While runners and athletes may be aware of the importance of carbs after a workout, many do not know that carbs come in different forms. Simple carbs – like sugar – can be especially helpful after tough exercise since they’re absorbed quickly by the body and can aid post-exercise recovery.
As you plan your recovery routine, make sure to gain the most out of a workout with these tips from sports dietitian and marathon runner Natalie Rizzo.
Carbs and Workout Performance
“When you eat carbs, they’re broken down into a simple sugar called glucose, which provides energy for exercise,” says registered dietitian, Natalie Rizzo. “Our brains also need glucose to function properly during exercise, and any glucose that isn’t used right away is stored in the muscles and liver as glycogen.”
Sugar can be both natural (like the sugar found in fruits, vegetables and dairy) or added. While sugar is often lumped in with foods to avoid, runners who workout regularly can benefit from a post-exercise snack that includes sugar to help quickly replenish glycogen stores. Moreover, simple carbs are absorbed more quickly than more complex carbs, giving athletes what they need to replenish glycogen stores as soon as possible and recover properly. In lowfat chocolate milk, a mix of natural and added sugar combine to give it the right mix of carbs and protein that’s scientifically shown to help refuel exhausted muscles.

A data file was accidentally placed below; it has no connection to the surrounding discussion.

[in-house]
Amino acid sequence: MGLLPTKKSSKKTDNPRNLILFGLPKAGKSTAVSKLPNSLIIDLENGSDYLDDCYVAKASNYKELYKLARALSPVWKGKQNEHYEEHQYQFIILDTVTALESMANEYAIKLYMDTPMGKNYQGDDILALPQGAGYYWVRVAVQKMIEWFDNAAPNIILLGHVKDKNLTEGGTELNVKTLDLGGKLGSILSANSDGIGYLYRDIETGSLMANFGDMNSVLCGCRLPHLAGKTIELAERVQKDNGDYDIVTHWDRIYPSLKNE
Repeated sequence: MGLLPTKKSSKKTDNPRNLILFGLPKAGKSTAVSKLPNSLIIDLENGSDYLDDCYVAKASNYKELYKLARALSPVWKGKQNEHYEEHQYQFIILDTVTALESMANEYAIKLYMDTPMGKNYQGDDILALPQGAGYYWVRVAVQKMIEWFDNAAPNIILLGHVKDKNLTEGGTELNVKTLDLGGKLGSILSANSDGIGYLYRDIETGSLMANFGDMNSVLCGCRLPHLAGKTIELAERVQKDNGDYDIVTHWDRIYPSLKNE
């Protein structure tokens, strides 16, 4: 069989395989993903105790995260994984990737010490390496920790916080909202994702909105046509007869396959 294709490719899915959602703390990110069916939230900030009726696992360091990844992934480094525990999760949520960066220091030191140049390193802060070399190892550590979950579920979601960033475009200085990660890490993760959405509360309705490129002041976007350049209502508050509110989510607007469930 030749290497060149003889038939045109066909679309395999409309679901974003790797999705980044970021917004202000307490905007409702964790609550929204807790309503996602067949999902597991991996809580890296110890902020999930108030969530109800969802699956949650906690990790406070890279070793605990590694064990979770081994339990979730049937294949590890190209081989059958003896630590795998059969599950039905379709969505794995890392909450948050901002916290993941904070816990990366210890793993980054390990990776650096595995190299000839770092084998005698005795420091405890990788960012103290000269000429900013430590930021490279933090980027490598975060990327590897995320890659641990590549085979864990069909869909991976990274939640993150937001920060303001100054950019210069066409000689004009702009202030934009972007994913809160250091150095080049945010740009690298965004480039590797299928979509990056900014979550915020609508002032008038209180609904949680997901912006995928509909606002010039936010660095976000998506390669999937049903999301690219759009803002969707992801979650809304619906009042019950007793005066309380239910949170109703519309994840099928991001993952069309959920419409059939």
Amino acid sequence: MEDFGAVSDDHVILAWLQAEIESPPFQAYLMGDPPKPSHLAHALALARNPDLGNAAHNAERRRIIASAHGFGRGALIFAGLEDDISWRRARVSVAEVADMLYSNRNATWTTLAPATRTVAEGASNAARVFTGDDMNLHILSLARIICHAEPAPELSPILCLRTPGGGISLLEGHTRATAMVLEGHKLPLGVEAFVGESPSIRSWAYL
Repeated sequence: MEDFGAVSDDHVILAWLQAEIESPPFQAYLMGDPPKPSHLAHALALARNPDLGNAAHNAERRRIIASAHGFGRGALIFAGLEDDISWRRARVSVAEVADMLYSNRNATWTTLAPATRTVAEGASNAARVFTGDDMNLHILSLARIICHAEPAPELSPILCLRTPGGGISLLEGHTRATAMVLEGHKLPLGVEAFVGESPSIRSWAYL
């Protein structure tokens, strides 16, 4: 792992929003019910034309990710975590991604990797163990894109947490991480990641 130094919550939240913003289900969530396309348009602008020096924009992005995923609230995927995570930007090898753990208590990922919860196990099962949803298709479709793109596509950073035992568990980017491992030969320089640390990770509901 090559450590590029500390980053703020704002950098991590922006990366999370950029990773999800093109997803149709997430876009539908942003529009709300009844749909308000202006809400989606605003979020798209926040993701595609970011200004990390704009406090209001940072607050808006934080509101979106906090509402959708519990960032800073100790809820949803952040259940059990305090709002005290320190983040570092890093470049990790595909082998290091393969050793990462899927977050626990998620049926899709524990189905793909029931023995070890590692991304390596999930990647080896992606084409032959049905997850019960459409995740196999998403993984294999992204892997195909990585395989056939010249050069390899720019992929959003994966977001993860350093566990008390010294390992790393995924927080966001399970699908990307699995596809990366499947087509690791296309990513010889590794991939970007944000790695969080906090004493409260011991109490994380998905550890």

“If you ever feel like you ‘hit a wall’ during exercise, it’s likely because you don’t have enough glycogen stored to finish strong,” explains Rizzo. “Drinking lowfat chocolate milk post-workout is an effective way to replenish your body’s glycogen stores so you’re ready for that next tough workout.”
Rizzo's Take on the Sugar-Free Trend
While there’s a lot of conflicting information about sugar, Rizzo emphasizes that it’s what your body does with what you eat that matters most. A diet low in added sugar is a good idea for sedentary individuals, but for active, fit athletes, simple, easily digested carbs – like a mix of natural and added sugars in a nutrient-rich chocolate milk – are a key component of a proper recovery routine. Plus, the Dietary Guidelines states it’s perfectly fine to consume 10% of your calories from added sugar. And, limiting natural sugars, like those found in fruits, vegetables and dairy milk, could cause you to miss out on a variety of nutritious foods.
So, instead of overhauling your diet to be completely sugar-free, use natural and added sugars strategically for exercise performance. And, if you would like to decrease added sugar in other aspects your diet, Rizzo recommends making gradual changes over time. “It’s much easier to make small changes, like adding more fruits and veggies to what you already eat. A bunch of small changes add up to one big change over time.”